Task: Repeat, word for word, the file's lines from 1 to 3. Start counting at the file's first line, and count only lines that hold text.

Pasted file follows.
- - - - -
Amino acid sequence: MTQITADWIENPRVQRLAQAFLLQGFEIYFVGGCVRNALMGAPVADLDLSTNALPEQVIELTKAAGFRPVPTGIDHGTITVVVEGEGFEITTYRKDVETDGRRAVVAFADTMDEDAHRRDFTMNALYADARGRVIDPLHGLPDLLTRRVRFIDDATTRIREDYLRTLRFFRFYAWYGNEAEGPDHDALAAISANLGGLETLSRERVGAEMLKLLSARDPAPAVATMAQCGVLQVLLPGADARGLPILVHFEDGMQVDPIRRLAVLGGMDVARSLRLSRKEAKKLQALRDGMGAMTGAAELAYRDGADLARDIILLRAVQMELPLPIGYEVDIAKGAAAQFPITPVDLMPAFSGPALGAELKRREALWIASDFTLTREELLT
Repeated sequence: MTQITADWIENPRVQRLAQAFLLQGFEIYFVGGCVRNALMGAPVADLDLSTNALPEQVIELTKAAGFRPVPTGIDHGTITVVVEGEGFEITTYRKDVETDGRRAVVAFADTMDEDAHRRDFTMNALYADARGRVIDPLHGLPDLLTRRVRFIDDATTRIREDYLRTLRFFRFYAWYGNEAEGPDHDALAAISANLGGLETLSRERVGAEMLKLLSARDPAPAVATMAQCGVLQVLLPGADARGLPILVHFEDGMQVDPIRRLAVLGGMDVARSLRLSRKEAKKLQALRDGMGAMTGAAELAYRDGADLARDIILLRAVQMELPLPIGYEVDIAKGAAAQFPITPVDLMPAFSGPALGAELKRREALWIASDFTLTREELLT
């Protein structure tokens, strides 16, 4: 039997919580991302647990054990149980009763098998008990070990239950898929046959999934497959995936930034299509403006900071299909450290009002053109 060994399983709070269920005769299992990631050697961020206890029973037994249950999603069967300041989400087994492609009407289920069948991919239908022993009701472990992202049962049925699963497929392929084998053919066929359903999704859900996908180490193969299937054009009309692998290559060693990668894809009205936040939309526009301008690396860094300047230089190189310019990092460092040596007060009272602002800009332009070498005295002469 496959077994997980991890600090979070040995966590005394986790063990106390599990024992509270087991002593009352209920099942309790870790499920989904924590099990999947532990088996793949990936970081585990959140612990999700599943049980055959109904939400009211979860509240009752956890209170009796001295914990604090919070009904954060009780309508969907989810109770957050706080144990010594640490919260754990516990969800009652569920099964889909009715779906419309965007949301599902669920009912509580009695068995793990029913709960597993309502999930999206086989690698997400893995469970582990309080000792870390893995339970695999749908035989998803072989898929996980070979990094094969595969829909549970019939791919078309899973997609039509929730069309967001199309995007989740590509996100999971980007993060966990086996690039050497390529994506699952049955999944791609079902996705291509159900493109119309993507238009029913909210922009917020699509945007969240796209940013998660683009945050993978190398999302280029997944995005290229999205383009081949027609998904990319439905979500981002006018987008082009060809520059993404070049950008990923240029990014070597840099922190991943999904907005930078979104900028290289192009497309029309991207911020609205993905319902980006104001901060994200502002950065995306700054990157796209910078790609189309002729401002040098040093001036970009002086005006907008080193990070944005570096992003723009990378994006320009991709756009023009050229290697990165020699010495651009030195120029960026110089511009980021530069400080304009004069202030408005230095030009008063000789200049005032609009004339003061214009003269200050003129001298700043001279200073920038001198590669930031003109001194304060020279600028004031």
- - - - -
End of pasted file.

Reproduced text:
Amino acid sequence: MTQITADWIENPRVQRLAQAFLLQGFEIYFVGGCVRNALMGAPVADLDLSTNALPEQVIELTKAAGFRPVPTGIDHGTITVVVEGEGFEITTYRKDVETDGRRAVVAFADTMDEDAHRRDFTMNALYADARGRVIDPLHGLPDLLTRRVRFIDDATTRIREDYLRTLRFFRFYAWYGNEAEGPDHDALAAISANLGGLETLSRERVGAEMLKLLSARDPAPAVATMAQCGVLQVLLPGADARGLPILVHFEDGMQVDPIRRLAVLGGMDVARSLRLSRKEAKKLQALRDGMGAMTGAAELAYRDGADLARDIILLRAVQMELPLPIGYEVDIAKGAAAQFPITPVDLMPAFSGPALGAELKRREALWIASDFTLTREELLT
Repeated sequence: MTQITADWIENPRVQRLAQAFLLQGFEIYFVGGCVRNALMGAPVADLDLSTNALPEQVIELTKAAGFRPVPTGIDHGTITVVVEGEGFEITTYRKDVETDGRRAVVAFADTMDEDAHRRDFTMNALYADARGRVIDPLHGLPDLLTRRVRFIDDATTRIREDYLRTLRFFRFYAWYGNEAEGPDHDALAAISANLGGLETLSRERVGAEMLKLLSARDPAPAVATMAQCGVLQVLLPGADARGLPILVHFEDGMQVDPIRRLAVLGGMDVARSLRLSRKEAKKLQALRDGMGAMTGAAELAYRDGADLARDIILLRAVQMELPLPIGYEVDIAKGAAAQFPITPVDLMPAFSGPALGAELKRREALWIASDFTLTREELLT
């Protein structure tokens, strides 16, 4: 039997919580991302647990054990149980009763098998008990070990239950898929046959999934497959995936930034299509403006900071299909450290009002053109 060994399983709070269920005769299992990631050697961020206890029973037994249950999603069967300041989400087994492609009407289920069948991919239908022993009701472990992202049962049925699963497929392929084998053919066929359903999704859900996908180490193969299937054009009309692998290559060693990668894809009205936040939309526009301008690396860094300047230089190189310019990092460092040596007060009272602002800009332009070498005295002469 496959077994997980991890600090979070040995966590005394986790063990106390599990024992509270087991002593009352209920099942309790870790499920989904924590099990999947532990088996793949990936970081585990959140612990999700599943049980055959109904939400009211979860509240009752956890209170009796001295914990604090919070009904954060009780309508969907989810109770957050706080144990010594640490919260754990516990969800009652569920099964889909009715779906419309965007949301599902669920009912509580009695068995793990029913709960597993309502999930999206086989690698997400893995469970582990309080000792870390893995339970695999749908035989998803072989898929996980070979990094094969595969829909549970019939791919078309899973997609039509929730069309967001199309995007989740590509996100999971980007993060966990086996690039050497390529994506699952049955999944791609079902996705291509159900493109119309993507238009029913909210922009917020699509945007969240796209940013998660683009945050993978190398999302280029997944995005290229999205383009081949027609998904990319439905979500981002006018987008082009060809520059993404070049950008990923240029990014070597840099922190991943999904907005930078979104900028290289192009497309029309991207911020609205993905319902980006104001901060994200502002950065995306700054990157796209910078790609189309002729401002040098040093001036970009002086005006907008080193990070944005570096992003723009990378994006320009991709756009023009050229290697990165020699010495651009030195120029960026110089511009980021530069400080304009004069202030408005230095030009008063000789200049005032609009004339003061214009003269200050003129001298700043001279200073920038001198590669930031003109001194304060020279600028004031």